5 Must Watch Local Horror Classics For This Halloween!

Halloween is just around the corner.

Not everyone likes partying out all night long. Some of us prefer staying at home binging horror movies. Let’s be real, aren’t haunted mansions, creepy clowns and demon nuns getting kinda cliché? As staff of a company that champions storytelling more than anything else, we think that film is a magical medium that brings individuals with different stories together. Instead of flicks that only stimulate our senses with lazy Michael Bay-esque CGI, we prefer a good storytelling experience with a narrative that explores different sides of humanity.

Hong Kong has long been a paradise for Chinese filmmakers to explore their wildest, darkest, most macabre ideas. As a result, our city has created some of Asia’s best horror movies that often brings Western elements and Chinese folklore together. That is why we have shortlisted the following five movies for this festive occasion. Not only would they make your heart race, each flick tells you about traditional superstitions such as karma, reincarnation and sinning that would leave you unsettled for many days…

1. Going Home 三更之回家 (2002)
Fright factor: ★★★★☆

Going home features the hair-raising story of Chan, a widowed cop and his neighbor, Yu. One day, Chan’s son disappears and Chan believes that Yu has kidnapped him. Chan breaks into Yu’s flat, revealing that he has been bathing his late wife’s corpse with Chinese medicine for years – with the hope to make her come alive again…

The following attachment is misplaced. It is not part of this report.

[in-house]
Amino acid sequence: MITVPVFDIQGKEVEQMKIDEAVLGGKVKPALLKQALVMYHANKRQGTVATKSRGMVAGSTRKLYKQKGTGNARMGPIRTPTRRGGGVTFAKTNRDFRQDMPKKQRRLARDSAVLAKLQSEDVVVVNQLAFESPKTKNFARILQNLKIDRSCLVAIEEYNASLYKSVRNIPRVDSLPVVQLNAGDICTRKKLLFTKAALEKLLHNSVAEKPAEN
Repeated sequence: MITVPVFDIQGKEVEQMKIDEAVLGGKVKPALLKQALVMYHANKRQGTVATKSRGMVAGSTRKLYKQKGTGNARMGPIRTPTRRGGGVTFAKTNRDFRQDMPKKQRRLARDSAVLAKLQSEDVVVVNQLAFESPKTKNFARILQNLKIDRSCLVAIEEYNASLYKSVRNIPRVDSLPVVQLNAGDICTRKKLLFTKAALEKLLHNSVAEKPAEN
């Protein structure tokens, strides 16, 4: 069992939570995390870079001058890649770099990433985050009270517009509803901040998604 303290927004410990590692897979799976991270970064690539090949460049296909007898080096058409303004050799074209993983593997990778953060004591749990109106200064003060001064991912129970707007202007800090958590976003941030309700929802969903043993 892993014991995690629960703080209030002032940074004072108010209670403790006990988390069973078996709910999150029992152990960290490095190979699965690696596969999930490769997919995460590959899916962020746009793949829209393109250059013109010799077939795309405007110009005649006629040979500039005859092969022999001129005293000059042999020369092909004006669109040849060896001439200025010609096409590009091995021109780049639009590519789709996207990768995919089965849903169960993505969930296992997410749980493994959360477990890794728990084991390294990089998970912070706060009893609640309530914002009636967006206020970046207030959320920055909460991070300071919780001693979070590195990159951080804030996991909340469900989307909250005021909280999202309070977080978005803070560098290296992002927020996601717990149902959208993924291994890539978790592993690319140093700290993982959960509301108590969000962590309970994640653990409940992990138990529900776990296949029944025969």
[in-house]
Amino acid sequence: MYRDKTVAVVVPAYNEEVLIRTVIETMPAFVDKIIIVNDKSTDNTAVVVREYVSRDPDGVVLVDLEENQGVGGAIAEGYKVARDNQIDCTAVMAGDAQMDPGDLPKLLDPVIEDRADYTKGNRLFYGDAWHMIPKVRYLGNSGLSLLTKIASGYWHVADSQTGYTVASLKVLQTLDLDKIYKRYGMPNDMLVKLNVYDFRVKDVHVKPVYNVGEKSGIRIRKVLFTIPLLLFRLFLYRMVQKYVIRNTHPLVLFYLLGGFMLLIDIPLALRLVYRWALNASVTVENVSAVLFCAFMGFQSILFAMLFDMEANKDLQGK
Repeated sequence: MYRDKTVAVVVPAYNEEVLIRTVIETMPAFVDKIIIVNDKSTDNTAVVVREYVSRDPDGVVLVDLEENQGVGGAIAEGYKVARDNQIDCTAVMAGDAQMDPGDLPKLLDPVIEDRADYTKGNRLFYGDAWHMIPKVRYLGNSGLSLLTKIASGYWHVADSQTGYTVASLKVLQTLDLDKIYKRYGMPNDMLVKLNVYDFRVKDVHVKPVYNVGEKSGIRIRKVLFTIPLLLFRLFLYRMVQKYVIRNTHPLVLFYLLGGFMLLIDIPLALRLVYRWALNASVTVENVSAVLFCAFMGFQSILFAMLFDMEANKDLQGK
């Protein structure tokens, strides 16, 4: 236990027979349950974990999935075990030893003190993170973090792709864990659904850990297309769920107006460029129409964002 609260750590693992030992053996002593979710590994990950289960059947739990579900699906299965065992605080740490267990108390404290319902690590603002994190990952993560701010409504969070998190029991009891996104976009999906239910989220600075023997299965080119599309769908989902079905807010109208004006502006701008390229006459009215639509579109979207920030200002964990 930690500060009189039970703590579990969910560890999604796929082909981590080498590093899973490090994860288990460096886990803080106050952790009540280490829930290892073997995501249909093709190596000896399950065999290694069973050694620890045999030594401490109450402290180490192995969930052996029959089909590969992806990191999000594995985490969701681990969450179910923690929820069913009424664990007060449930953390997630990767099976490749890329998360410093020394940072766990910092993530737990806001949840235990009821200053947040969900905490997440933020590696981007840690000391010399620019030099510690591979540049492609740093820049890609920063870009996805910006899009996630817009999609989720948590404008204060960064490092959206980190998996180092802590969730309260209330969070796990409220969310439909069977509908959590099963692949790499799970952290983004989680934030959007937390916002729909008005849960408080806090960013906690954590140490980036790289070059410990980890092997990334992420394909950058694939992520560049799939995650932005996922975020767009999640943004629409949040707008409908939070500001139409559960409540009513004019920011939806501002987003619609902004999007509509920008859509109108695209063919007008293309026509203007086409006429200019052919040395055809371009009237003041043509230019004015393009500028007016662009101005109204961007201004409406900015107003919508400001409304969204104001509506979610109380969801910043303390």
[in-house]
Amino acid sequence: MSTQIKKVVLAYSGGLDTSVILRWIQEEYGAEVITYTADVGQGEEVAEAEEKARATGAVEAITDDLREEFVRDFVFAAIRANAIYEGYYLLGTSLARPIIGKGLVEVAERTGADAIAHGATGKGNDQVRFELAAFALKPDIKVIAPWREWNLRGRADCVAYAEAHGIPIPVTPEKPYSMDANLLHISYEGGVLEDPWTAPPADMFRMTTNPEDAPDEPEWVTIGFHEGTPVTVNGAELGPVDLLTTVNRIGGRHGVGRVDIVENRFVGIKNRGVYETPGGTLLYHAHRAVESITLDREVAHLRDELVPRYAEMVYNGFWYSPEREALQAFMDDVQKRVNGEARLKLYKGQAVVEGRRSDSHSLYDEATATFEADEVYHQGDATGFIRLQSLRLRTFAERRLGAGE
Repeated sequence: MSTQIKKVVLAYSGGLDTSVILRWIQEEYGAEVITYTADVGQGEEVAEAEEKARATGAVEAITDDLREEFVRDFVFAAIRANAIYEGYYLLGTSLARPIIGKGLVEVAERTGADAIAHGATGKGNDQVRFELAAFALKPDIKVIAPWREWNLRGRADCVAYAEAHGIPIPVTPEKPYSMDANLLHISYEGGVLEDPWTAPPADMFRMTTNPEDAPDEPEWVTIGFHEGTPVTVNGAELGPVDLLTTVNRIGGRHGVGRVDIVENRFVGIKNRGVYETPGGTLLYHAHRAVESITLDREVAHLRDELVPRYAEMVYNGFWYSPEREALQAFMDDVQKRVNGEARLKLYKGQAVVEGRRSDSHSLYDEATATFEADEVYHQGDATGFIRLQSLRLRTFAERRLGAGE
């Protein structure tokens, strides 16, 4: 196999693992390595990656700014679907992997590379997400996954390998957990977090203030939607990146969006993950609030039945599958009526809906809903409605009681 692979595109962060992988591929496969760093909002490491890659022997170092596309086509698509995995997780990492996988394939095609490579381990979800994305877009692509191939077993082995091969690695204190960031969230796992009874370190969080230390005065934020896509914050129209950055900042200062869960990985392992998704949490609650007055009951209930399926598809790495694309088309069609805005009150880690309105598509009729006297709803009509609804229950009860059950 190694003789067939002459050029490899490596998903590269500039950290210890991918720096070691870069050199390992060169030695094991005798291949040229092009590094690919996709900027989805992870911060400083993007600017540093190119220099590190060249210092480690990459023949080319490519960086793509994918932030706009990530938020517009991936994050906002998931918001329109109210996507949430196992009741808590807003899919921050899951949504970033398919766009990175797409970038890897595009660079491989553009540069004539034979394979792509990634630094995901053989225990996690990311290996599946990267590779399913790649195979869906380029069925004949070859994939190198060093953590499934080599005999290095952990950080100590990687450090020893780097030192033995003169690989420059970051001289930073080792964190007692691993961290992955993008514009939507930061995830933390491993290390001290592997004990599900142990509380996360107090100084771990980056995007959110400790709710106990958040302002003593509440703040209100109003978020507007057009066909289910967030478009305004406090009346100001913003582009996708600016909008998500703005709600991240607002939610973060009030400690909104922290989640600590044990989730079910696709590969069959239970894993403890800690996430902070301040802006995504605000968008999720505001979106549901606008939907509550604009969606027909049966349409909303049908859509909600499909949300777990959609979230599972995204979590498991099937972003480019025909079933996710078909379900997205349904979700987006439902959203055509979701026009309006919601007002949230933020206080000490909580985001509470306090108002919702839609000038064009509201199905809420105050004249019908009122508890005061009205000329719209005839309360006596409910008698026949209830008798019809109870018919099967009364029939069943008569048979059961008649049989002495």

Going home isn’t your typical horror movie filled with jump scares, but depicts bittersweet, even romantic reminiscence of the characters’ past. The director Peter Chan is widely known for creating stories with a surprising twist. But very few realise that Going Home was filmed in a very popular hangout spot in Central – PMQ. You might be a little bummed that the place isn’t as ghastly as it is portrayed in the movie, but you would also be pleased to visit exceptional street art and designer shops. You can join us on our Central and Sheung Wan Movie Tour to know more about the movie!

2. The Eye 見鬼 (2002)
Fright factor: ★★★★☆

Visually-impaired Mann’s whole life is about to be turned upside-down after receiving a cornea transplant. It might be a heartwarming story if the movie ends here… But things are just about to get real. As Mann’s eyesight is restored, she is able to foresee sudden, shocking deaths. Desperate to find out the truth, Mann begins a journey to Thailand to search for her donor…

Director Peng Brothers are known as brilliant storytellers who are capable of sending chills down audiences’ spines with exquisite details in their movies. A gracefully shot scene in The Eye takes place in a Cantonese barbeque restaurant, where Mann witnesses the terrifying mother-and-son ghost duo, yet later learns the poignant story behind these two. Apart from horror movie fans, this delicate and captivating movie also wins the hearts of those who appreciate an elegant story that leads up to some deeper moral reflection.

3. Out of the Dark 回魂夜 (1995)
Fright factor: ★★☆☆☆